By Andy Acosta, Troy Le, Leanna Nguyen, and Mariah Williams
We were given the chance to ask Cal State Fullerton Communications Professor, Douglas J. Swanson, about his experience conducting his research project World Wide Web Sites and Social Order Within Higher Education Journalism and Mass Communications Programs. Professor Swanson has published numerous book chapters and journal articles and has earned his doctorate at Oklahoma State University. Dr. Swanson focused his research around the content analysis of Websites and how they can establish social order.
Coming Up With a Research Topic
The very first step in starting any research project is to formulate some sort of topic that would interest you and contribute positively after the research is done. Though it may seem like an easy task, coming up with a research topic has to be one of the most difficult tasks to complete. With so many ideas, conflicts, and issues revolving around the current world, choosing one topic that wouldn’t be too broad proved to be difficult. We started our interview with Professor Swanson with this conflict in mind.
We asked how he came up with his topic and his thought process.
Learning about his thought process throughout the topic selection phase was the most important because it would be able to help us go through the same or similar motions to conquer solutions. Professor Swanson explains that “At that time, the internet was still new and there were still colleges and universities and academic programs that weren’t on it yet. I was interested in it, I saw it as a very relevant tool for communicating what academic programs do.” With the rise of the internet, it would only make sense to do research on a topic with so little research done already. As an example compared to today’s internet, this is what the internet looked like in 1999 when he conducted his research:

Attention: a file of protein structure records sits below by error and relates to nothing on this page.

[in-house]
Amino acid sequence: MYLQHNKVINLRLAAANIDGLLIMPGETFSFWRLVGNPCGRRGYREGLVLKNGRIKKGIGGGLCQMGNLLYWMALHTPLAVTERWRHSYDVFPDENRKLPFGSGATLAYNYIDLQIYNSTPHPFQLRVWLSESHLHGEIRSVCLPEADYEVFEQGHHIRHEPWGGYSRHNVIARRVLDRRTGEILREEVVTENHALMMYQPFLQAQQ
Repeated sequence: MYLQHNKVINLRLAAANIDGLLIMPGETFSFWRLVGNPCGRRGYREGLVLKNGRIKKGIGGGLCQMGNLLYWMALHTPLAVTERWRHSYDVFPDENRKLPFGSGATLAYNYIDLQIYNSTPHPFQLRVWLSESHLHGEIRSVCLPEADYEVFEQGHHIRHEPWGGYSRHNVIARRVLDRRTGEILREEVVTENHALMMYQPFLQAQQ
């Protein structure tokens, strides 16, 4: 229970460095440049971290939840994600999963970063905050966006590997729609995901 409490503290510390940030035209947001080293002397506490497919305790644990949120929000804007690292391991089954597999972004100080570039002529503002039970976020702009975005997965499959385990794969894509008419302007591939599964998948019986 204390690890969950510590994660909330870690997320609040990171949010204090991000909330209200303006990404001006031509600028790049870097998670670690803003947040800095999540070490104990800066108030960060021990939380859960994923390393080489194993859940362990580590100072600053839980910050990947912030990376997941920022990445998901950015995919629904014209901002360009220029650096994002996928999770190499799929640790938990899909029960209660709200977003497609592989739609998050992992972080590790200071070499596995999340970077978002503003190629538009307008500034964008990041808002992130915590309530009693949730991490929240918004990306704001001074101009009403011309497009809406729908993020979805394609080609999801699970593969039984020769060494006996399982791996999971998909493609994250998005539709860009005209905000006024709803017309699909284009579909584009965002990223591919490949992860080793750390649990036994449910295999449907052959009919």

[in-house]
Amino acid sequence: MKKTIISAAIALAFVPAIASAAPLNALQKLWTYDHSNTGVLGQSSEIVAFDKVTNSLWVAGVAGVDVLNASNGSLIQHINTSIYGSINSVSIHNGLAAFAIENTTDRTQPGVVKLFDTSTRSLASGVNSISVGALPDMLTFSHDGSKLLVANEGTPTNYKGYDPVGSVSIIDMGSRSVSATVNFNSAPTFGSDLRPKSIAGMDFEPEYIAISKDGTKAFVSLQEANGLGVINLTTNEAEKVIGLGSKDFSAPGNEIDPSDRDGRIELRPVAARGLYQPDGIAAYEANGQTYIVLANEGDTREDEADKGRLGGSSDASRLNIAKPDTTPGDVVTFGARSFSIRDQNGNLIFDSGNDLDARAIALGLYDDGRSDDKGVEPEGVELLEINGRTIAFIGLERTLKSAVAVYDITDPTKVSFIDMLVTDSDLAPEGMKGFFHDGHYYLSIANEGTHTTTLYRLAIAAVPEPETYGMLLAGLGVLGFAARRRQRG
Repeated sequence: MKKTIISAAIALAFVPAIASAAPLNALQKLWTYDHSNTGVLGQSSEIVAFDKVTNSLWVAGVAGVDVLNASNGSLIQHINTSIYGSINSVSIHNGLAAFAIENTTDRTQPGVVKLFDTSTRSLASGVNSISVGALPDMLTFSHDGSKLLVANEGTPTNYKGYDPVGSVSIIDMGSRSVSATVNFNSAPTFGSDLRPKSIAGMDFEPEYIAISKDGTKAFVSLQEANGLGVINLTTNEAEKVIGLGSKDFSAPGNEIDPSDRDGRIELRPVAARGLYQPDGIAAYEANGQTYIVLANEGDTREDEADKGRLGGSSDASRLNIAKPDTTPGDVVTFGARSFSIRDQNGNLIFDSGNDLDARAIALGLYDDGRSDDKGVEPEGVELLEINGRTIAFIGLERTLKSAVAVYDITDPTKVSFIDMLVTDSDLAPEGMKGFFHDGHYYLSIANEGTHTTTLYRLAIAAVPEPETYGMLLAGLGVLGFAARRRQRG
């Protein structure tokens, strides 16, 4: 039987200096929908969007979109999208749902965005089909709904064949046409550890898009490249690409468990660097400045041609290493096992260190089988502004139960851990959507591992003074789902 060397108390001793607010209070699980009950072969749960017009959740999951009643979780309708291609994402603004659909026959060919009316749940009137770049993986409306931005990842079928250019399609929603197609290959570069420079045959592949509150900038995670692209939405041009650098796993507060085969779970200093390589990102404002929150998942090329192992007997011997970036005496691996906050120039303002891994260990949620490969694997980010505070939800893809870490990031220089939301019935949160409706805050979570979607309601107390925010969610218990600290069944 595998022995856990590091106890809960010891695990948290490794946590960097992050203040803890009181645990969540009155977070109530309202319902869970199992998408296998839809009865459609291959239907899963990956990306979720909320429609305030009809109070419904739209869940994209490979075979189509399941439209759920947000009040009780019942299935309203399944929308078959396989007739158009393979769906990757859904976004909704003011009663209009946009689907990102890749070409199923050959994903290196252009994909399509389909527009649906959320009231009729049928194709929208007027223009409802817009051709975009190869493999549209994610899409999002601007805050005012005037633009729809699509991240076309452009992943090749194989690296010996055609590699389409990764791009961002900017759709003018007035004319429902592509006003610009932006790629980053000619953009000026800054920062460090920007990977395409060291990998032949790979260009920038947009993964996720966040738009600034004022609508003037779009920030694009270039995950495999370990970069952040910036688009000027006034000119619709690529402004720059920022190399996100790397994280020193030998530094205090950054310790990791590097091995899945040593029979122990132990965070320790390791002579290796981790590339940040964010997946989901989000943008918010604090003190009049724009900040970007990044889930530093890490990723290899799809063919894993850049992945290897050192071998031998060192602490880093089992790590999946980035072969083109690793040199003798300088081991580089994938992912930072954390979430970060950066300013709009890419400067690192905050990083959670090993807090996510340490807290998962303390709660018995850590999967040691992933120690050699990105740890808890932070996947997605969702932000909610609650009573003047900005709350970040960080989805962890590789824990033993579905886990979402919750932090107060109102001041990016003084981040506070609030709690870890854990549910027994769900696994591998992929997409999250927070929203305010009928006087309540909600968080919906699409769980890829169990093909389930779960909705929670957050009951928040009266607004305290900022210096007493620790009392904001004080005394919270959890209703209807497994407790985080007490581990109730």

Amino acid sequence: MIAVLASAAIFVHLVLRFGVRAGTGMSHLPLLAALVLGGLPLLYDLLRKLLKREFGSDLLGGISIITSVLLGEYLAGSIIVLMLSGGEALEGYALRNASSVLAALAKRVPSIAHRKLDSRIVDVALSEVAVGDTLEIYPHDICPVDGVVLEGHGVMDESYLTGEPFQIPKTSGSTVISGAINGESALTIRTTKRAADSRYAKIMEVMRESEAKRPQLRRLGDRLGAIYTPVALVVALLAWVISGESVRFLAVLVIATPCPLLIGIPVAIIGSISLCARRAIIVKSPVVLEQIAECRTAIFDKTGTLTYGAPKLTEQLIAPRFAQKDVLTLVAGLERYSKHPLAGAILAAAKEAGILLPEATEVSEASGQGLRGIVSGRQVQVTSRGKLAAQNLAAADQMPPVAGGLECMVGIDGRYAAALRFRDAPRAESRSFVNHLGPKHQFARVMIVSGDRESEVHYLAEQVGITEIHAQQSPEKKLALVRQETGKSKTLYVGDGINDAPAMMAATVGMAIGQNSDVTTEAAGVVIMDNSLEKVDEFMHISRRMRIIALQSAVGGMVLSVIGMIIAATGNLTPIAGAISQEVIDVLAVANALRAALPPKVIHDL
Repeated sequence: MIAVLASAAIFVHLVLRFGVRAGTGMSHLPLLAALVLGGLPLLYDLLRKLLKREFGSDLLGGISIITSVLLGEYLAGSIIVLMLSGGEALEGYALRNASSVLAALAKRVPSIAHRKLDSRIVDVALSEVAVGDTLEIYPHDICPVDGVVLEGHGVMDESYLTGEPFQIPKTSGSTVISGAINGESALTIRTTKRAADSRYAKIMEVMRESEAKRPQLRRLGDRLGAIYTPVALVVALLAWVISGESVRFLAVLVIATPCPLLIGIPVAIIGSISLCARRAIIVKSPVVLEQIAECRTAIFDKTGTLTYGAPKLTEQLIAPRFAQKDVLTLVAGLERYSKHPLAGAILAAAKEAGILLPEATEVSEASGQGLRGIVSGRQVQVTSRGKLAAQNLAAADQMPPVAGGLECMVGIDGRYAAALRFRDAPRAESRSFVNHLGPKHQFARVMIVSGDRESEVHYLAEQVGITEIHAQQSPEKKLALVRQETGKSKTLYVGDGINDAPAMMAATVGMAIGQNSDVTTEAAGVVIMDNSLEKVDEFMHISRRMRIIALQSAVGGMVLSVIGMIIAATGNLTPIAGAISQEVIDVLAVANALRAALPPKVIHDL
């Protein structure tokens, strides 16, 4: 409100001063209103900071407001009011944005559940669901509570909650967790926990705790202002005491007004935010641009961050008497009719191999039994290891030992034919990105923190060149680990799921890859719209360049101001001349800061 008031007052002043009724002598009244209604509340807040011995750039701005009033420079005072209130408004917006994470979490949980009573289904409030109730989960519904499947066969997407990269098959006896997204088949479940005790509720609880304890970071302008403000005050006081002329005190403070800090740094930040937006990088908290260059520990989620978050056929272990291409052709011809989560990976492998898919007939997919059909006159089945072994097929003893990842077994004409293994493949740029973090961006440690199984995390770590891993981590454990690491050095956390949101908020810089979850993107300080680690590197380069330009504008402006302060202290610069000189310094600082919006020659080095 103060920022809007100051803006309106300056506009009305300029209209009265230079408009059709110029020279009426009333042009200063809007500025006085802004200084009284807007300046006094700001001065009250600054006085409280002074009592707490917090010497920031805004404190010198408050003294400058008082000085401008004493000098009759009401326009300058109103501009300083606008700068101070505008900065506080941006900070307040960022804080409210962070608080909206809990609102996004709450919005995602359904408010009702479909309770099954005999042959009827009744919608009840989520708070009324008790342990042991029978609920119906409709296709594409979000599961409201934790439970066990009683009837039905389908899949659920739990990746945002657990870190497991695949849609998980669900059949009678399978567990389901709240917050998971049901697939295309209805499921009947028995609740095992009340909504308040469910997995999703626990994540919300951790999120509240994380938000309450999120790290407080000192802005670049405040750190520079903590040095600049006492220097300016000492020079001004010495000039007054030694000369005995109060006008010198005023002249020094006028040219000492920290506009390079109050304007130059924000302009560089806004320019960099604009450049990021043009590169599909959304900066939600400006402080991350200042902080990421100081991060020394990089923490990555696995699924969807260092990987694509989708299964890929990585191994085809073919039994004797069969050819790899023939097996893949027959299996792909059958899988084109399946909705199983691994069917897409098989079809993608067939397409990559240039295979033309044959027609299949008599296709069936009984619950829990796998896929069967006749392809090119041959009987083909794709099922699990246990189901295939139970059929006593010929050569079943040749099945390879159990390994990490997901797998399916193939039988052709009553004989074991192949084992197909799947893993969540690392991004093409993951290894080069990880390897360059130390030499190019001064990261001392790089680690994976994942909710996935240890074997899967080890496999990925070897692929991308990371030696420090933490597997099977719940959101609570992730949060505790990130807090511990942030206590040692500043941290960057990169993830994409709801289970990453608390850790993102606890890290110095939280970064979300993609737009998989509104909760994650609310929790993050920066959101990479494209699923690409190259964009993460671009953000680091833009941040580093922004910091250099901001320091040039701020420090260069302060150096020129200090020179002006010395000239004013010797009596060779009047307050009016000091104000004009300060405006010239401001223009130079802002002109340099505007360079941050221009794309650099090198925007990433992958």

In addition to wanting to explore the freshness of the internet, he also discusses his interest in the social order theory. He knew that in some academics people were able to have synergy and work well together, while other academic units were not able to cooperate as well, therefore his goal and eventual research topic was aimed at merging the two ideas of internet and social order to gain more knowledge.
He went through his structure to form research questions.
Yeah. I’m not a stats guy so I didn’t want to do a statistics-based dissertation, but I wanted to do a qualitative study where I would describe what things were like.
Professor Swanson’s main form of structure was to base his questions based on a qualitative study. In this way he was able to avoid using too many statistics which he points out is his weakness. Given that every person and group has its strengths and weaknesses, we took note of his actions in this part especially. We learned that it would be best to form our research and questions based on our strengths and having strong points in those areas rather than having more quantity. He ends off this question by advising us to design our research questions based on our method of conducting research. The closer that we are able to match up the quality with qualitative, the easier it would be for us to get the results that we want.
What do you think was your favorite part of conducting the research, and the other hand, your least favorite part?
When we asked about his favorite part of the research process, he explained that his chair and committee were very supportive of his method and what he was trying to do. Even though at the time the committee had questioned him greatly on his topic and how he was going to carry it out, they supported his reasoning and trusted him. This alone gave us the realization that no matter the topic that we do and whatever kinds of obstacles that we run into, having the support of our fellow classmates and professors will carry us through the process. When going into his least favorite part, he mentioned the obvious amount of writing and content that he had to create.